Boosting Defenses Against Cancer
Q&A with immunologist James P. Allison, Memorial Sloan-Kettering Cancer Center, New York City
By Ingfei Chen
Last March, a groundbreaking immunotherapy called ipilimumab (Yervoy) was approved by the U.S. Food and Drug Administration (FDA) for the deadliest skin cancer. Around 29 percent of metastatic melanoma patients survive two years by taking the drug plus chemotherapy, versus 18 percent of those on chemo alone; some live years longer. Immunologist James P. Allison paved the way for ipilimumab, or ipi, by uncovering key steps in how the immune system attacks tumor cells. Allison, who lost his mother, two uncles and a brother to cancer, is a prostate cancer survivor.
Q: What got you into studying immunotherapy?
A: Mobilizing the immune system to attack cancers is an incredibly compelling notion—that these warrior T cells [a type of white blood cell] will bind to and kill tumor cells wherever they are and provide “memory” that gives long-term protection.
Q: How does that work?
A: First, a receptor on the T cells has to recognize proteins on the tumor cells; it’s like the ignition switch to start a car. You also need a molecule called CD28 to press the gas pedal, to get the T cells going. The T cells multiply a millionfold in a few days. But after a while, they stop proliferating. In the mid-’90s, at the University of California, Berkeley, our research showed that a molecule called CTLA-4 is the brake on T cell proliferation.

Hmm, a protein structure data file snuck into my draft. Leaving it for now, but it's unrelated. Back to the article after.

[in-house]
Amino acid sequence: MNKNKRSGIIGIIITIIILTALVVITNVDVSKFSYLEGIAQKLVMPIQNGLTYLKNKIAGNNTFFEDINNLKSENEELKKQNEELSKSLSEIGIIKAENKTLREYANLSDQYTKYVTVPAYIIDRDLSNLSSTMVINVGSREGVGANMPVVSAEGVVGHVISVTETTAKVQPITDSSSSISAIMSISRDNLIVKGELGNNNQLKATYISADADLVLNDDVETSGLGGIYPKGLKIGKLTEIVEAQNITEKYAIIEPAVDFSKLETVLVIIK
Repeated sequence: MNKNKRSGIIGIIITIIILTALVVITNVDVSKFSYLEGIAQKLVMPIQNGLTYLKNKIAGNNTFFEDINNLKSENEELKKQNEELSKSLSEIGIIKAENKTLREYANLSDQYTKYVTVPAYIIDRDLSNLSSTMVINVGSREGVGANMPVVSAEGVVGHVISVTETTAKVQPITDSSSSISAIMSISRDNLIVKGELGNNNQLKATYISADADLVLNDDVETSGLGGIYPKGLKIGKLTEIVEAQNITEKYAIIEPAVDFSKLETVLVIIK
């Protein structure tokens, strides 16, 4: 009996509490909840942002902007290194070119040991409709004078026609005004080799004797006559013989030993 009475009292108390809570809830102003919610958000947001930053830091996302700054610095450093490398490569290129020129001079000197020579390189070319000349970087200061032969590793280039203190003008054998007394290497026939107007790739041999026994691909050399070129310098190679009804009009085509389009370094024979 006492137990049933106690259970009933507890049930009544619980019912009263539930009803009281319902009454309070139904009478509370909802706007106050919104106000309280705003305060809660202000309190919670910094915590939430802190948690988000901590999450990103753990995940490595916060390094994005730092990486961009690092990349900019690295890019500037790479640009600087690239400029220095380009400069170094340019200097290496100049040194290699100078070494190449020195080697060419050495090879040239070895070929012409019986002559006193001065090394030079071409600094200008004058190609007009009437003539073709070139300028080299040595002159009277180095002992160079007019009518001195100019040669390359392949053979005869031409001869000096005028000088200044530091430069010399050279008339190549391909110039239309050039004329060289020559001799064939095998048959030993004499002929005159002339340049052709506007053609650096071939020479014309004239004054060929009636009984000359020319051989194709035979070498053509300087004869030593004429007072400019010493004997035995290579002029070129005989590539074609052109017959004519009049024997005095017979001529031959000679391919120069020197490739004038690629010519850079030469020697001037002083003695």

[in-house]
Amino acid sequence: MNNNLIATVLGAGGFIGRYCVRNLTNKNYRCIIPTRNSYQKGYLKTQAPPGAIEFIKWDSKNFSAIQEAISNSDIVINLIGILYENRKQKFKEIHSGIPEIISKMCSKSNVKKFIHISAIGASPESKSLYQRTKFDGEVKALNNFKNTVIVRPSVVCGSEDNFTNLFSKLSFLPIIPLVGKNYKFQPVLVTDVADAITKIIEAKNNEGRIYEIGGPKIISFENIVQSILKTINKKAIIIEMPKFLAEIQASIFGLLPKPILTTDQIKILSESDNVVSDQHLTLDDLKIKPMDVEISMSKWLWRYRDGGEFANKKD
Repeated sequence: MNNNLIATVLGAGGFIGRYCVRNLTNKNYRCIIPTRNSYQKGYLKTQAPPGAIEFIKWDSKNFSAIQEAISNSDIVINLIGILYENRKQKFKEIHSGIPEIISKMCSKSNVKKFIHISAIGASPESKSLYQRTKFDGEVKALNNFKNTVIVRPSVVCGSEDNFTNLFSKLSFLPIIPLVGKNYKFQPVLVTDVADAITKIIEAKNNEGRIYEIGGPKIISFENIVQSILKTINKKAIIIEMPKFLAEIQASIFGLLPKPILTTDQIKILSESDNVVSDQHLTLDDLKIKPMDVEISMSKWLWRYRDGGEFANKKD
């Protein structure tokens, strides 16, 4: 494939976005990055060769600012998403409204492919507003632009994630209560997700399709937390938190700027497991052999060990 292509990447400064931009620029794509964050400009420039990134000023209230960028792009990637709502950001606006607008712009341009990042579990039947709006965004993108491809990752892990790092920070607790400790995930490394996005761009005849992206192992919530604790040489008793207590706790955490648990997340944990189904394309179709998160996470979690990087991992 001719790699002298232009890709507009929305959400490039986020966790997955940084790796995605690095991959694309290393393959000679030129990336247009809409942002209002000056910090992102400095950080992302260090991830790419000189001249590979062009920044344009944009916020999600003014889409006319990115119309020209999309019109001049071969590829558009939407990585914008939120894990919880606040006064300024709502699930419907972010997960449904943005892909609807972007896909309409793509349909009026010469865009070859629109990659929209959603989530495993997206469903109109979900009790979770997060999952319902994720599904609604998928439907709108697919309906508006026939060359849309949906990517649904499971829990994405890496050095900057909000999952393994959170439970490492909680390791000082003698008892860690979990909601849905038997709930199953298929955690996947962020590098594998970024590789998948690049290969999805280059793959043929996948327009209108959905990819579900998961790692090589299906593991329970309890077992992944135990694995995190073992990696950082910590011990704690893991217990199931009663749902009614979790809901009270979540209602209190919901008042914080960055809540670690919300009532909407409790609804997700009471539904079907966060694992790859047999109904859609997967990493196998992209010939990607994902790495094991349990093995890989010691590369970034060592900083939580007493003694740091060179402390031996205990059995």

Q: Where does ipilimumab come in?
A: It’s an antibody that blocks CTLA-4, taking the brakes off those T cells temporarily. What really excited me was that if you could unleash T cells to kill tumor cells, it doesn’t matter what the tumor is; I thought this could be the universal treatment for cancer.
Q: How did you find a biotech partner to develop the therapy?
A: We filed a patent on the idea. I started trying to shop it around to pharma, biotech. One reaction was, “Are you crazy?” People just blew it off. Finally, a friend’s startup company (later acquired by another company) licensed our patent, but didn’t make much progress. Then Medarex sublicensed it in 1999, made ipilimumab, and it took off. [Bristol-Myers Squibb later bought Medarex.]
Q: Did you have anything to do with naming ipi?
A (laughing): No. But when the FDA told me the name, I had pretty long hair and was in Berkeley, so I told ’em they ought to put an ‘h’ in front.
Q: Why don’t more patients respond to ipi?
A: My view is that it only works when you’ve got dying tumor cells causing inflammation, which triggers the CD28 signal that mobilizes the T cells. My bet is that if we start causing tumor death—by radiation, appropriate chemotherapies or new targeted therapies—and you give ipi then, it’s going to work in a lot more patients.
Q: Will immunotherapy be a powerful general cancer treatment in the future?
A: Absolutely. But again, to get it to work you need something on the front end that kills a lot of tumor cells. Clinical trials combining ipi with other therapies are under way.
Q: What do you think about ipilimumab’s price: $120,000 for four infusions?
A: It’s obscene. There were 6,500 patients treated in clinical trials before it got approved, so that’s a huge investment. But I just think the price is too high. [Disclosure: The University of California and Allison receive some royalties from the drug’s sales.]